UN Troops Traded Guns for Gold

Pakistani, Indian troops armed rebels in Congo, BBC finds
By Kevin Spak,  Newser Staff
Posted Apr 28, 2008 9:20 AM CDT
Rebel soldiers stand over munition belts on a hilltop position, 13 December 2007, above Mushake, Congo.   (LIONEL HEALING/AFP/Getty Images)
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(Newser) – UN peacekeeping troops sold weapons to guerrilla fighters in the Democratic Republic of Congo, a BBC investigation claims, charging that the UN suppressed the story for political reasons. Pakistani and Indian troops, part of the UN's largest peacekeeping force of 17,000, are said to have traded munitions for gold. A UN investigation into the scandal was suppressed, a UN insider told the BBC, for fear of angering Pakistan.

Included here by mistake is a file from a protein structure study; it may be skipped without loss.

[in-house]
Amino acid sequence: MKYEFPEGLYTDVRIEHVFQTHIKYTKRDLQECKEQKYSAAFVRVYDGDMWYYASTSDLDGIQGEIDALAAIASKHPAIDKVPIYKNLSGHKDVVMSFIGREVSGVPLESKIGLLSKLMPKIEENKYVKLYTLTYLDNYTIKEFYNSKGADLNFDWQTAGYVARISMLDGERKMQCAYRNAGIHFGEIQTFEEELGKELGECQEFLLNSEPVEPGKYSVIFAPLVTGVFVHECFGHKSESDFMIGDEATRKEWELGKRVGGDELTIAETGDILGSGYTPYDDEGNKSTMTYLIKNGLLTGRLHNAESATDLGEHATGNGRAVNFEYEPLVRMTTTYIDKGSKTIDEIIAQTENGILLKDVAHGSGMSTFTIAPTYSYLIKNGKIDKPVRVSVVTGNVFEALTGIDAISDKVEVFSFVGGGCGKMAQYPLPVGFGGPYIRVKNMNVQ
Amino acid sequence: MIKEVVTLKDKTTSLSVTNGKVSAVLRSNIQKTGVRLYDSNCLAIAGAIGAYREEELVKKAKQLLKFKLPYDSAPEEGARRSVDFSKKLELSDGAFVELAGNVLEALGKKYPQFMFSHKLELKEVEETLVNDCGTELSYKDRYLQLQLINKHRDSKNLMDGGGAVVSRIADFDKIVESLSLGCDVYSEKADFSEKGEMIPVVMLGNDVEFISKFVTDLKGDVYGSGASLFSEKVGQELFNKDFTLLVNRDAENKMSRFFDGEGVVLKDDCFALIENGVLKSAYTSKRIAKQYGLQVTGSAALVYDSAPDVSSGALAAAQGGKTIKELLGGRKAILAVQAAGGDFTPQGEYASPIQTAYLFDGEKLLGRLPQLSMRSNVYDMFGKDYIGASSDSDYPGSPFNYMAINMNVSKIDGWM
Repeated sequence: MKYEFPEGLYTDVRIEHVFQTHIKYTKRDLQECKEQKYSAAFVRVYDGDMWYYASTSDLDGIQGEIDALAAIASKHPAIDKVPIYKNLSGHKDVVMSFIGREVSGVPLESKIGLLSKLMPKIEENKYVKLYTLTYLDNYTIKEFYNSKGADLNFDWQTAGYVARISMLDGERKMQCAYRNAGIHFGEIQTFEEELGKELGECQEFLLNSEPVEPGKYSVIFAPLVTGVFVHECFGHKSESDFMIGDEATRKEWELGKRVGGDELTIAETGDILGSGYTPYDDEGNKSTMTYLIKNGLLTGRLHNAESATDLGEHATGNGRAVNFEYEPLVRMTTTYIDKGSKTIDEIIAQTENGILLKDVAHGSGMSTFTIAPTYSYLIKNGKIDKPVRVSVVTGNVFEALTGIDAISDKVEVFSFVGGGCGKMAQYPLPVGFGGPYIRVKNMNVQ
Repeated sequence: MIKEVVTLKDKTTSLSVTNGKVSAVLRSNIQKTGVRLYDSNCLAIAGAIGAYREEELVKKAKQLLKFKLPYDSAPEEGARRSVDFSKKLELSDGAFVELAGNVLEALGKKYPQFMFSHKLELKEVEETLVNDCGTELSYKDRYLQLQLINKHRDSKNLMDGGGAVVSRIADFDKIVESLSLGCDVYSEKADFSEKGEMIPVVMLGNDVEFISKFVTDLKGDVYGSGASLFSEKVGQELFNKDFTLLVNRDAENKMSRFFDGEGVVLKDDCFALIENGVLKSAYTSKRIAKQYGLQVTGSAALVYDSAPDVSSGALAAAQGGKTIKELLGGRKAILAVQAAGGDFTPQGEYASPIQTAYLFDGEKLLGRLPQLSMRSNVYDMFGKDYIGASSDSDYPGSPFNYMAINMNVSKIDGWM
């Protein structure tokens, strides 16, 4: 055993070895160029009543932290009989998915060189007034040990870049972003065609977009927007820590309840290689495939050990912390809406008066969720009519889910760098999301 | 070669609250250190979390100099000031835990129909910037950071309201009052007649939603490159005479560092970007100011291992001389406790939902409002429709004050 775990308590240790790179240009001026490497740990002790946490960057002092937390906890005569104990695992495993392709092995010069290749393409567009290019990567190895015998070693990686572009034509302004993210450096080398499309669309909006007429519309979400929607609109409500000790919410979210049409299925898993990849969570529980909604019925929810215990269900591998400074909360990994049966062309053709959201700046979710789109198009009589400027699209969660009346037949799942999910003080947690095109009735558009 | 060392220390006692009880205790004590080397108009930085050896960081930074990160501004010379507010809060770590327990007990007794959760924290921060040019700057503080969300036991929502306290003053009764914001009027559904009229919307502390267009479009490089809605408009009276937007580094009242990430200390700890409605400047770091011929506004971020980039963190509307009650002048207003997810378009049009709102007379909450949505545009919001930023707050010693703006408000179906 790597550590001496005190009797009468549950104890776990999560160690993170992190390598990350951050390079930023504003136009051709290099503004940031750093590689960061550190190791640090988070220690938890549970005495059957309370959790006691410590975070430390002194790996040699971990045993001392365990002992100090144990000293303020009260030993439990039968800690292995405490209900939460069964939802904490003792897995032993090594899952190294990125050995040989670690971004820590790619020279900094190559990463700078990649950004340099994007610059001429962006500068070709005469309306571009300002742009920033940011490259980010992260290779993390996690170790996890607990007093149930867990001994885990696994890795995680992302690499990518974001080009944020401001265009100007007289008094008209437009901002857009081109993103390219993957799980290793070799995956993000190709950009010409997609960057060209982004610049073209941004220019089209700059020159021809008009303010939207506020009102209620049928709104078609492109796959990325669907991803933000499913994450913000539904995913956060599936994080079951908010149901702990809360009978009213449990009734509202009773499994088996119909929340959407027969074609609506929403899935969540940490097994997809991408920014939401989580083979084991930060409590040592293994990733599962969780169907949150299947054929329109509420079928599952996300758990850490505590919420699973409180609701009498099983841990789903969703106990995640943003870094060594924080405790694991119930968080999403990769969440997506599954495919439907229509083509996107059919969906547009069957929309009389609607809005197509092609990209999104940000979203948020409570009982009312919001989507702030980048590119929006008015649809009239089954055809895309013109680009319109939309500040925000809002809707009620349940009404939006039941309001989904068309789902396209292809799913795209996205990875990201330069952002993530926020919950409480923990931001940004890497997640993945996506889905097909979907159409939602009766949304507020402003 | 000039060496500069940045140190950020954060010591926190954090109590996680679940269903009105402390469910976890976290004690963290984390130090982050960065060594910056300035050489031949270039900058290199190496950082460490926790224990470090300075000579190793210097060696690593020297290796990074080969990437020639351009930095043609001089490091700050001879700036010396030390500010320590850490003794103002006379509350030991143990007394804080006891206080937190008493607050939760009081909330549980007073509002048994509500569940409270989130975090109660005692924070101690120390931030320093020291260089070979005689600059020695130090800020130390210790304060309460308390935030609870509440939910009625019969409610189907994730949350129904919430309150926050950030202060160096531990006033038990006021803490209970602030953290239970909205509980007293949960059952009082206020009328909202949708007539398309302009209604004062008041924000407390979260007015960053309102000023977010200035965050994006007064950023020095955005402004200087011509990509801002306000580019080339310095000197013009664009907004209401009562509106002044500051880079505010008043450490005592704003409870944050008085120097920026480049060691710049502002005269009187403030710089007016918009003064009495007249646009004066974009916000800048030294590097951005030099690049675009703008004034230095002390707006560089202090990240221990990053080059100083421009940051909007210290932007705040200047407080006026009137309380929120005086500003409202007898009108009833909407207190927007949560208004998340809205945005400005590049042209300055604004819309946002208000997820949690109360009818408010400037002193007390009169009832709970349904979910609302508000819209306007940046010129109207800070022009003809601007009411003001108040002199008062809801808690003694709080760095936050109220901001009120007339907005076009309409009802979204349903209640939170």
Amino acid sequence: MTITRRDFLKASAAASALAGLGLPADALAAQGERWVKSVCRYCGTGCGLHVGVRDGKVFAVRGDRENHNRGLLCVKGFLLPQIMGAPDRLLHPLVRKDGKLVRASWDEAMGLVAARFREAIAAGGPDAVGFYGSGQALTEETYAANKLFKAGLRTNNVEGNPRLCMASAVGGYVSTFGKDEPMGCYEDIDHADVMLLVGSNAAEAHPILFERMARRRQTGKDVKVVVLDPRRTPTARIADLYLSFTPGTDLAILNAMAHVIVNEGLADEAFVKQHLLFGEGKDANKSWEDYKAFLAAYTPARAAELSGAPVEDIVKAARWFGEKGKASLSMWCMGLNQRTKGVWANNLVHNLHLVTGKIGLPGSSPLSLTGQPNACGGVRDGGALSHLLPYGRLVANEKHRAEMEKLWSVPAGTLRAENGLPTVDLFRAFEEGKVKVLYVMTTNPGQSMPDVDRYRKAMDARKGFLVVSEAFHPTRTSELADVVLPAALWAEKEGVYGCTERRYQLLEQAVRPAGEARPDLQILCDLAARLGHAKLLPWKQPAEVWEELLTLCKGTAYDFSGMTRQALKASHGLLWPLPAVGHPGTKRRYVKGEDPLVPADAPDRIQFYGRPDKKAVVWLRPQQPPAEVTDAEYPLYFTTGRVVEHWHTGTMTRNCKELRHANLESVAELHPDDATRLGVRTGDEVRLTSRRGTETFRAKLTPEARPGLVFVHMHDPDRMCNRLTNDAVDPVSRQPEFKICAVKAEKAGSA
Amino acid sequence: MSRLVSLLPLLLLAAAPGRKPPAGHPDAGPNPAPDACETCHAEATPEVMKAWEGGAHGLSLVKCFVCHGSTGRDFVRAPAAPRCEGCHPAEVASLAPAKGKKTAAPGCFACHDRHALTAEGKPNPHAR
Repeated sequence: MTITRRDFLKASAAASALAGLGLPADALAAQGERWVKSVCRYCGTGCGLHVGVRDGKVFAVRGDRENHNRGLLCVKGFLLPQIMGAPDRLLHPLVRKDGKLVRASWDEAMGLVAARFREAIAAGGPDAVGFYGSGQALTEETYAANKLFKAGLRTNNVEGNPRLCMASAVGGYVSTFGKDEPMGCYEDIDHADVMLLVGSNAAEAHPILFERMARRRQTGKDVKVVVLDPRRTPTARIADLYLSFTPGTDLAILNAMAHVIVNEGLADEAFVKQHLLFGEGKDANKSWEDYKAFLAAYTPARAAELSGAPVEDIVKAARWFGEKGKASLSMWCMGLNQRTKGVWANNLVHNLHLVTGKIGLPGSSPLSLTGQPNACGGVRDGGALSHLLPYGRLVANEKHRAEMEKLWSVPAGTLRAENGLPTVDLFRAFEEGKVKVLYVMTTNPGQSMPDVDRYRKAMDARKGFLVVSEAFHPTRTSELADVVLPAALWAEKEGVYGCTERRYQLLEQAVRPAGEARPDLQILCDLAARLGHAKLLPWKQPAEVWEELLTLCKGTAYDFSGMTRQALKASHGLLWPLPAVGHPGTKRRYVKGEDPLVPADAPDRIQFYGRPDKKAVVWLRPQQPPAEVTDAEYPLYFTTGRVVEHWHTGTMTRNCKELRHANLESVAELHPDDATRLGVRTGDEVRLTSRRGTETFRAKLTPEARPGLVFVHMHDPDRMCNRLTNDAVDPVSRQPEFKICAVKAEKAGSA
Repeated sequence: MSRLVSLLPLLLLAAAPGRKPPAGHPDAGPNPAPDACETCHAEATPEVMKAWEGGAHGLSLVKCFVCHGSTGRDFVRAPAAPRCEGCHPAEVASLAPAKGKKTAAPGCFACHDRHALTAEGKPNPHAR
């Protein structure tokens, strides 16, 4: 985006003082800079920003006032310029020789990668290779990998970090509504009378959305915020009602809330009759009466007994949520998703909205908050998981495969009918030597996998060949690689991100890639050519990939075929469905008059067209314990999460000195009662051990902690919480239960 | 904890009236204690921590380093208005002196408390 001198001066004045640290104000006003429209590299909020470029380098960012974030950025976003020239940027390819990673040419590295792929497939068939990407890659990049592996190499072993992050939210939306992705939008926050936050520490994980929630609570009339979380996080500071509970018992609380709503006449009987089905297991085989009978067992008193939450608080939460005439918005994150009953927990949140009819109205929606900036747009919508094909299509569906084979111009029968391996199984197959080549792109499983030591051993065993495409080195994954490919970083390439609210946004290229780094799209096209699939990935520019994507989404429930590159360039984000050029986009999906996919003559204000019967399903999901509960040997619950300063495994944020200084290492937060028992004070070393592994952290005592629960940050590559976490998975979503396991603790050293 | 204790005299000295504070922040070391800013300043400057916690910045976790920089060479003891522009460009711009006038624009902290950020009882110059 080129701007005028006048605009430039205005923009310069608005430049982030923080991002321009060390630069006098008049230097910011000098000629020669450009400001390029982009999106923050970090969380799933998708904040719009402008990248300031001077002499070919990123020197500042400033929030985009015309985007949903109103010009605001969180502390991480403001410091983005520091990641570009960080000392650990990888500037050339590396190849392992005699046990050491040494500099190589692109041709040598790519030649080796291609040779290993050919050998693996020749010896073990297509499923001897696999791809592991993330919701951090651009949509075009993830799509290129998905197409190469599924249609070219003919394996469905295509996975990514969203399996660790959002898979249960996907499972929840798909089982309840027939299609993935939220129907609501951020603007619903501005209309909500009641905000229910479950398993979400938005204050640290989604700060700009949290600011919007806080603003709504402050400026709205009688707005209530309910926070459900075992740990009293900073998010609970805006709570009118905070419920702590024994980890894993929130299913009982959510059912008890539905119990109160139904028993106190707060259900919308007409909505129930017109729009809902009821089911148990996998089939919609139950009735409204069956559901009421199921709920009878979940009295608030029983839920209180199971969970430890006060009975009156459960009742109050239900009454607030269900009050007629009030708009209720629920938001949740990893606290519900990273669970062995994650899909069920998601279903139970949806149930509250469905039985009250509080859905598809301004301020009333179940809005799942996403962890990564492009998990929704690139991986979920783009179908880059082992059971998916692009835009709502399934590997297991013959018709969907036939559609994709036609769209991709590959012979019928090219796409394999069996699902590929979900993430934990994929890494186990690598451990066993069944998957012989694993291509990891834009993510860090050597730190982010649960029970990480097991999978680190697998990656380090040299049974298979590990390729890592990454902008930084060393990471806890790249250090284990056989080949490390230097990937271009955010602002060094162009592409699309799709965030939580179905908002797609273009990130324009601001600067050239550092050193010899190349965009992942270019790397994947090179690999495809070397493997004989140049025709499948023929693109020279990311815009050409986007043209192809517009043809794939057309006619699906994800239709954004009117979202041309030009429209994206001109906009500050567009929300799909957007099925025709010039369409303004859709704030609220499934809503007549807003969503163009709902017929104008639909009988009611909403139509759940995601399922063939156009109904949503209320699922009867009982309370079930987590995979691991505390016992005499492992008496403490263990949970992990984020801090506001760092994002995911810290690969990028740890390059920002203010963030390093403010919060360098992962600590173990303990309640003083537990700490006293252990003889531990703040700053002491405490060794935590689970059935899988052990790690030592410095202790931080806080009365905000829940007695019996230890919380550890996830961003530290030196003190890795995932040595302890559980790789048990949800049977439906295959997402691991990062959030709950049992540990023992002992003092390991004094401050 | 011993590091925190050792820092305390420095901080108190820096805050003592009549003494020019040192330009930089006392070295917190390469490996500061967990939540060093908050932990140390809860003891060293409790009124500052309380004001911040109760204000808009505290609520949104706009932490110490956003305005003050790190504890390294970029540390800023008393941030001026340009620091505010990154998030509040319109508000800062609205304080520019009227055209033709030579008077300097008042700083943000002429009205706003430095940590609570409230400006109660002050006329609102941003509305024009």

“It's true, they did give us arms,” said “Kung-Fu,” an imprisoned leader of the FNI faction. “They said to us that we would help them take care of the zone.” Human-rights groups have called the FNI “some of the most murderous individuals that operate in eastern Congo.”